Ga. — Malcolm Reid and Stewart Nelson-Reid, both 58,
have been together for 18 years. They’ve had a blast
— traveling, skydiving and riding roller coasters
around the country.
they haven’t done is save much money for retirement.
For years Malcolm Reid, a manager at AT&T,
contributed only a small amount to his 401(k). His
spouse, a freelance makeup artist, has no retirement
don’t know what we were thinking," Reid said.
"We were spending money like crazy. We traveled. We
bought clothes. We ran up credit card debt. Now, we’re
watching every penny."
aren’t alone: A recent federal report found about 55
percent of households with workers between 55 and 64
have less than $25,000 in retirement savings. Malcolm
Reid has saved a bit more than that — $38,000 — but
far less than what he’d need to support himself during
a retirement that might last decades.
many Americans, a major barrier to saving more is that
their employers don’t offer a retirement plan. Between
2010 and 2014, 42 percent of full-time, private sector
workers between 18 and 64 — about 30 million people
— did not have access to an employer-sponsored plan,
according to a study by the Pew Charitable Trusts (Pew
also funds Stateline).
fill the gap, since 2012 at least 31 states have
considered setting up state-sponsored retirement savings
plans for private sector workers, according to Pew. This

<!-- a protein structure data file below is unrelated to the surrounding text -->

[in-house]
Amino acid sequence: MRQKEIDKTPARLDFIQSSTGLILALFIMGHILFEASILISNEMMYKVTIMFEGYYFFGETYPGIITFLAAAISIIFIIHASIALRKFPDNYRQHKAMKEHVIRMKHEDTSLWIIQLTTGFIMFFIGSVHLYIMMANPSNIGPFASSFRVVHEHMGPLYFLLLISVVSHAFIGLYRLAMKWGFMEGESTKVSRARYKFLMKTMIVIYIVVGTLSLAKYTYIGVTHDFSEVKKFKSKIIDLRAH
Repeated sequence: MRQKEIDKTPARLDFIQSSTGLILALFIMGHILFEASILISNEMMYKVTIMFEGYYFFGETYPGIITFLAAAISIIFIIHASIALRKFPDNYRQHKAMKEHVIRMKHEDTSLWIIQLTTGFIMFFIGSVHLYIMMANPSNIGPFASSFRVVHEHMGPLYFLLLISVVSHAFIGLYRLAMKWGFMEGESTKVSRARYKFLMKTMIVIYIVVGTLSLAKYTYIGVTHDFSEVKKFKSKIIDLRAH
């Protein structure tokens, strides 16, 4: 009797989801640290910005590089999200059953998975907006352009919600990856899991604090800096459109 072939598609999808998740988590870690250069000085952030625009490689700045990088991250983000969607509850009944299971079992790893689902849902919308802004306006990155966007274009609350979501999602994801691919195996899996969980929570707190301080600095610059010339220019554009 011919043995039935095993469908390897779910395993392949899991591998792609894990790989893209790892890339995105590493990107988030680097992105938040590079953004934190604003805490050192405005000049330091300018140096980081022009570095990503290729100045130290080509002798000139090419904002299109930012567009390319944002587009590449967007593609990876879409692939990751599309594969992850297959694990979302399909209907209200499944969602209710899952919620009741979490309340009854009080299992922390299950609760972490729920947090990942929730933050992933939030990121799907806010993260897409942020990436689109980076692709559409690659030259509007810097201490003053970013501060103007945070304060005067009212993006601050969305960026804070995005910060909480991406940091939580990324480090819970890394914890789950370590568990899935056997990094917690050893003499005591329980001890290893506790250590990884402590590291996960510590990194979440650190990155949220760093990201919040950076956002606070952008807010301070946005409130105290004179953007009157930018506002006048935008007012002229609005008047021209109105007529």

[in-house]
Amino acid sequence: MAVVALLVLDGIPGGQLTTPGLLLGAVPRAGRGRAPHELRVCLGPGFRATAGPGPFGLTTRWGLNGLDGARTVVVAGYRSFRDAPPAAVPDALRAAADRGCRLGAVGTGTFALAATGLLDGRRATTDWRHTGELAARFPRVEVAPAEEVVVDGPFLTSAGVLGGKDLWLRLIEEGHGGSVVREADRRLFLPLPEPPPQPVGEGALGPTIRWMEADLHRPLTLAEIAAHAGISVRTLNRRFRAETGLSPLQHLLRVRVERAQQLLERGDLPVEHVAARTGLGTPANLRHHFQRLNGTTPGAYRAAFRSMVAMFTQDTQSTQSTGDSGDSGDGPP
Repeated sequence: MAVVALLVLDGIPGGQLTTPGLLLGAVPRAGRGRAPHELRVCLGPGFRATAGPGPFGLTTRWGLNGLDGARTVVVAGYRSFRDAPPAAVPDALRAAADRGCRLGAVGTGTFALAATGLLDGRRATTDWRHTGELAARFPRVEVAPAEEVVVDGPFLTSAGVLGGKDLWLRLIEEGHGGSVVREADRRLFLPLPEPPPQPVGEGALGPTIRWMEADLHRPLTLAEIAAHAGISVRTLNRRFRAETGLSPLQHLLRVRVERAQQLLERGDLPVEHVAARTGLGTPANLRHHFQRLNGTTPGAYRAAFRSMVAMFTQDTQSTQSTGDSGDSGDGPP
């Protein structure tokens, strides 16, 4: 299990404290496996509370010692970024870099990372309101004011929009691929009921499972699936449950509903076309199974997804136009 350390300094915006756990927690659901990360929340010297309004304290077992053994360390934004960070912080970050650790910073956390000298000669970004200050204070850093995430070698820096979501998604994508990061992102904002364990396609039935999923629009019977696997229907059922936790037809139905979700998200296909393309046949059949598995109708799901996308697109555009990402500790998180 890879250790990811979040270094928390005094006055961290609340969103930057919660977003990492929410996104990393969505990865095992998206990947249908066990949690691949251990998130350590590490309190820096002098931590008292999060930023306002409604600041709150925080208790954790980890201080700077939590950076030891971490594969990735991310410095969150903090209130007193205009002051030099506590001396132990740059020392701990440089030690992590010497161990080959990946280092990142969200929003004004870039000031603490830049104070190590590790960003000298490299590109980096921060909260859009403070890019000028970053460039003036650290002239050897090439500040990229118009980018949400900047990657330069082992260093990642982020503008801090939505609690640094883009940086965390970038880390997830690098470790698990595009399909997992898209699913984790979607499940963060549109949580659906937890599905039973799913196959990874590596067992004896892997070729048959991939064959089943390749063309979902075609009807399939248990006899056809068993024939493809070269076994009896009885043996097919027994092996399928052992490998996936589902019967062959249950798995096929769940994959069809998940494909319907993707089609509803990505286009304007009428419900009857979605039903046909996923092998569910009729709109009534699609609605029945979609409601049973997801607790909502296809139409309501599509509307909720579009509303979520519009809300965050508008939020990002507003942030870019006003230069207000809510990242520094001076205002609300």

year, legislators in more than a dozen states introduced
states have approved state-sponsored retirement programs
for private-sector workers. In Massachusetts, the
treasurer would handle contributions and investments for
the voluntary program, which would be only for small
Illinois, Maryland and Oregon have approved mandatory
programs in which a small percentage would be
automatically deducted from an employee’s paycheck and
put in an IRA in a financial institution, although the
person could opt out. Employers would play a minimal
role, providing information about the program to workers
and sending payroll deductions to the state, but not
offering financial advice or assistance. None of the
programs require employers to match employee
Maryland’s program, employers that don’t enroll
their employees must pay a standard $300 filing fee. But
there is no penalty for failing to participate in the
Jersey and Washington state have adopted a
"marketplace" model, in which the states would
create an online exchange and set basic standards for
eligible retirement plans.
states would rely on the existing private market to
provide the plans, as well as help educate small
businesses about their options and encourage them to
offer one to employees. Participation would be voluntary
for small businesses and employees.
Illinois, which hopes to launch its program in June
2017, businesses with at least 25 employees that don’t
offer retirement plans would be required to participate.
Employees would be enrolled unless they opt out, and 3
percent of their wages would be placed in a Roth IRA,
although they could change the percentage.